WASHINGTON, D.C. – In a major victory for workers in America’s pork industry, a federal district court in Minneapolis today ruled that the U.S. Department of Agriculture (USDA) acted unlawfully when it eliminated limits on the speeds at which plants run their slaughter lines without considering the increased risk of injury to plant workers.
“The court’s decision recognized that Trump’s USDA violated basic principles of administrative law when it refused to consider the impact of its actions on plant workers and claimed, contrary to its longstanding practice, that it was not allowed to do so,” said Adam Pulver, the Public Citizen attorney who serves as lead counsel on the case. “An agency can’t put its hands over its ears and refuse to consider facts that cut against its policy preferences, as USDA did here in ignoring workers and public health advocates, and blindly following industry’s wishes.”
“America’s essential workers in pork plants across the country have put their health and safety at risk every day during this pandemic to help families put food on the table,” said Marc Perrone, president of UFCW International. “Today’s ruling is a victory for all of these brave men and women – finally ending the dangerous Trump USDA policy that allowed pork plants to push workers to the breaking point with unsafe line speeds that increase the risk of injury and put the safety of our food supply in jeopardy. With the success of this lawsuit, our country’s essential workers have sent a powerful message that the safety of America’s food and workers is not for sale and that these companies will finally be forced to stop these dangerous practices.”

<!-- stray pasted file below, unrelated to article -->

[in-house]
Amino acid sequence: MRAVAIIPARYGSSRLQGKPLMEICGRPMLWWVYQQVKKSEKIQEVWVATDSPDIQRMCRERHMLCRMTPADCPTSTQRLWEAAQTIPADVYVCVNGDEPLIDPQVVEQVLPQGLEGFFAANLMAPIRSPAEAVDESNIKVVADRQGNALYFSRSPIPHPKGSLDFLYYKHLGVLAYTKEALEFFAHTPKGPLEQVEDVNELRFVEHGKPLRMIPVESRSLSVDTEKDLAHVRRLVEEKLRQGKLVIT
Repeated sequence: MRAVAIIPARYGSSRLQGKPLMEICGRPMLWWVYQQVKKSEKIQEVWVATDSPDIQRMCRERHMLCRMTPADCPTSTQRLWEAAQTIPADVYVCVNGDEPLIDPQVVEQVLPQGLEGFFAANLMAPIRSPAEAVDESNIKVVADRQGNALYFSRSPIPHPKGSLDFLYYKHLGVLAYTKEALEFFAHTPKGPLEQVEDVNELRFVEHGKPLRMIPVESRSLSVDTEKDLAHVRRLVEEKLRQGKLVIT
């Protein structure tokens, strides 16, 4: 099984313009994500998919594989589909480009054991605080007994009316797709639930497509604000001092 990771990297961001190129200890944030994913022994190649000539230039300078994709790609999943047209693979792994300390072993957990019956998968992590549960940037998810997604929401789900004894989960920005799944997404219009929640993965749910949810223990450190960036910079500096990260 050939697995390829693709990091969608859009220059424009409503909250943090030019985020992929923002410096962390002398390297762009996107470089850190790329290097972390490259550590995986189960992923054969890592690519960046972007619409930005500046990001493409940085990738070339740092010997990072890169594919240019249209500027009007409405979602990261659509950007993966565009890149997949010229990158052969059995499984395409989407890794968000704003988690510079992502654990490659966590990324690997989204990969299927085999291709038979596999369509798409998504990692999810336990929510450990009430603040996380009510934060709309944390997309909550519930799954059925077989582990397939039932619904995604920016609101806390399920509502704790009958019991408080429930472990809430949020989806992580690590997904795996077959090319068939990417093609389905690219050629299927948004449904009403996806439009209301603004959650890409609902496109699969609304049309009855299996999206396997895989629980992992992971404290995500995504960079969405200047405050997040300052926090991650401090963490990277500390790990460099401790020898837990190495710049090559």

The decision was issued in United Food and Commercial Workers Union, Local No. 663 v. U.S. Department of Agriculture, in which Public Citizen Litigation Group represented four UFCW locals and UFCW International, which represents 33,000 workers in the pork processing industry.
The court held that USDA acted arbitrarily and capriciously when it refused to consider the impact of eliminating line speeds on worker health and safety in a rule it issued creating the “New Swine Inspection System” (NSIS) in October 2019. The court also rejected the meatpacking industry’s arguments that increased line speeds do not put workers at increased risk of harm, citing mounds of evidence showing a relationship between high speeds and musculoskeletal injuries, lacerations, and amputations.
The court vacated the provision of NSIS that eliminates line speed limits but placed its order on hold for 90 days to allow USDA time to develop a plan with respect to those plants that have converted to NSIS.